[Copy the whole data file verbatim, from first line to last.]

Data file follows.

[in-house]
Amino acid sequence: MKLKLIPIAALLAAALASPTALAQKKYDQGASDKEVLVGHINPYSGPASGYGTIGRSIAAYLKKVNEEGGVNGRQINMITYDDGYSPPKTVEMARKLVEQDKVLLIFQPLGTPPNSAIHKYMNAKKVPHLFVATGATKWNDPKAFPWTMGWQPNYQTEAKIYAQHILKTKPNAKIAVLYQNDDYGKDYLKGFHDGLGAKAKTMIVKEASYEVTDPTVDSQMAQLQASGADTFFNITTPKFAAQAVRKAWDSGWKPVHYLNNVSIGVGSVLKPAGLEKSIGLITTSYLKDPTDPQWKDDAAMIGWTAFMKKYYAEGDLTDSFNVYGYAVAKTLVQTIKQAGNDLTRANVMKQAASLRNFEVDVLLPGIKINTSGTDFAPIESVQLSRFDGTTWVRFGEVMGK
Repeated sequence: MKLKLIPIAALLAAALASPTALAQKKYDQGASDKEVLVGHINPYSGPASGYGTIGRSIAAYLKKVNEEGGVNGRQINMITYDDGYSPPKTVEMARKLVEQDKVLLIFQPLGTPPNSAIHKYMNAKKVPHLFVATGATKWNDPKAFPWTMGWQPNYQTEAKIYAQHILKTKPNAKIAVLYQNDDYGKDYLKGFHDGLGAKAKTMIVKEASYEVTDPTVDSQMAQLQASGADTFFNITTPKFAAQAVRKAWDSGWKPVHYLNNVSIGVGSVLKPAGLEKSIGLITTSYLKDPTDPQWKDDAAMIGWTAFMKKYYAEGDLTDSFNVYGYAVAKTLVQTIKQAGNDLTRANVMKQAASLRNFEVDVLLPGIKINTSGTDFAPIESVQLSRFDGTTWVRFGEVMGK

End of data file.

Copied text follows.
[in-house]
Amino acid sequence: MKLKLIPIAALLAAALASPTALAQKKYDQGASDKEVLVGHINPYSGPASGYGTIGRSIAAYLKKVNEEGGVNGRQINMITYDDGYSPPKTVEMARKLVEQDKVLLIFQPLGTPPNSAIHKYMNAKKVPHLFVATGATKWNDPKAFPWTMGWQPNYQTEAKIYAQHILKTKPNAKIAVLYQNDDYGKDYLKGFHDGLGAKAKTMIVKEASYEVTDPTVDSQMAQLQASGADTFFNITTPKFAAQAVRKAWDSGWKPVHYLNNVSIGVGSVLKPAGLEKSIGLITTSYLKDPTDPQWKDDAAMIGWTAFMKKYYAEGDLTDSFNVYGYAVAKTLVQTIKQAGNDLTRANVMKQAASLRNFEVDVLLPGIKINTSGTDFAPIESVQLSRFDGTTWVRFGEVMGK
Repeated sequence: MKLKLIPIAALLAAALASPTALAQKKYDQGASDKEVLVGHINPYSGPASGYGTIGRSIAAYLKKVNEEGGVNGRQINMITYDDGYSPPKTVEMARKLVEQDKVLLIFQPLGTPPNSAIHKYMNAKKVPHLFVATGATKWNDPKAFPWTMGWQPNYQTEAKIYAQHILKTKPNAKIAVLYQNDDYGKDYLKGFHDGLGAKAKTMIVKEASYEVTDPTVDSQMAQLQASGADTFFNITTPKFAAQAVRKAWDSGWKPVHYLNNVSIGVGSVLKPAGLEKSIGLITTSYLKDPTDPQWKDDAAMIGWTAFMKKYYAEGDLTDSFNVYGYAVAKTLVQTIKQAGNDLTRANVMKQAASLRNFEVDVLLPGIKINTSGTDFAPIESVQLSRFDGTTWVRFGEVMGK